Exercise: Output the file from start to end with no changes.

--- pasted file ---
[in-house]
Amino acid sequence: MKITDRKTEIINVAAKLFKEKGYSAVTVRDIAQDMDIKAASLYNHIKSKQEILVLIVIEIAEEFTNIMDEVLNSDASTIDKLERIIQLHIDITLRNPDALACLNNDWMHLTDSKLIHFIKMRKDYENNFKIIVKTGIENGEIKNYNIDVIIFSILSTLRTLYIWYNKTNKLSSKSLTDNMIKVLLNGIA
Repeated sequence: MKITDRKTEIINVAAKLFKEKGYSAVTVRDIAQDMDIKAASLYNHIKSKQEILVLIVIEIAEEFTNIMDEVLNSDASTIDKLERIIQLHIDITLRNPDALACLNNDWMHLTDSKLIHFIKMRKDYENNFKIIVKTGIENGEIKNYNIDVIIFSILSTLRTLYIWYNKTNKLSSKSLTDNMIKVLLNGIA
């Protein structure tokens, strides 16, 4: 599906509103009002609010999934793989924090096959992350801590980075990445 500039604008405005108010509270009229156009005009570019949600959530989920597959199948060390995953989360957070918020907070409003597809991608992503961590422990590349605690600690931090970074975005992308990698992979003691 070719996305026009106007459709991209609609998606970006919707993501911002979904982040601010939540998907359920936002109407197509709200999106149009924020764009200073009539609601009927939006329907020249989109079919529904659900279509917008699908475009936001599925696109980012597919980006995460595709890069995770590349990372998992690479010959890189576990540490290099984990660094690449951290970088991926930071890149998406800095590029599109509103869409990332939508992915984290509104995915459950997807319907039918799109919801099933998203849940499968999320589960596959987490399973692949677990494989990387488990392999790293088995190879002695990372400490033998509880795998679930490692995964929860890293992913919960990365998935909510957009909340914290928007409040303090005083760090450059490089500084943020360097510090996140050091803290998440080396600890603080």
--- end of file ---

[in-house]
Amino acid sequence: MKITDRKTEIINVAAKLFKEKGYSAVTVRDIAQDMDIKAASLYNHIKSKQEILVLIVIEIAEEFTNIMDEVLNSDASTIDKLERIIQLHIDITLRNPDALACLNNDWMHLTDSKLIHFIKMRKDYENNFKIIVKTGIENGEIKNYNIDVIIFSILSTLRTLYIWYNKTNKLSSKSLTDNMIKVLLNGIA
Repeated sequence: MKITDRKTEIINVAAKLFKEKGYSAVTVRDIAQDMDIKAASLYNHIKSKQEILVLIVIEIAEEFTNIMDEVLNSDASTIDKLERIIQLHIDITLRNPDALACLNNDWMHLTDSKLIHFIKMRKDYENNFKIIVKTGIENGEIKNYNIDVIIFSILSTLRTLYIWYNKTNKLSSKSLTDNMIKVLLNGIA
């Protein structure tokens, strides 16, 4: 599906509103009002609010999934793989924090096959992350801590980075990445 500039604008405005108010509270009229156009005009570019949600959530989920597959199948060390995953989360957070918020907070409003597809991608992503961590422990590349605690600690931090970074975005992308990698992979003691 070719996305026009106007459709991209609609998606970006919707993501911002979904982040601010939540998907359920936002109407197509709200999106149009924020764009200073009539609601009927939006329907020249989109079919529904659900279509917008699908475009936001599925696109980012597919980006995460595709890069995770590349990372998992690479010959890189576990540490290099984990660094690449951290970088991926930071890149998406800095590029599109509103869409990332939508992915984290509104995915459950997807319907039918799109919801099933998203849940499968999320589960596959987490399973692949677990494989990387488990392999790293088995190879002695990372400490033998509880795998679930490692995964929860890293992913919960990365998935909510957009909340914290928007409040303090005083760090450059490089500084943020360097510090996140050091803290998440080396600890603080």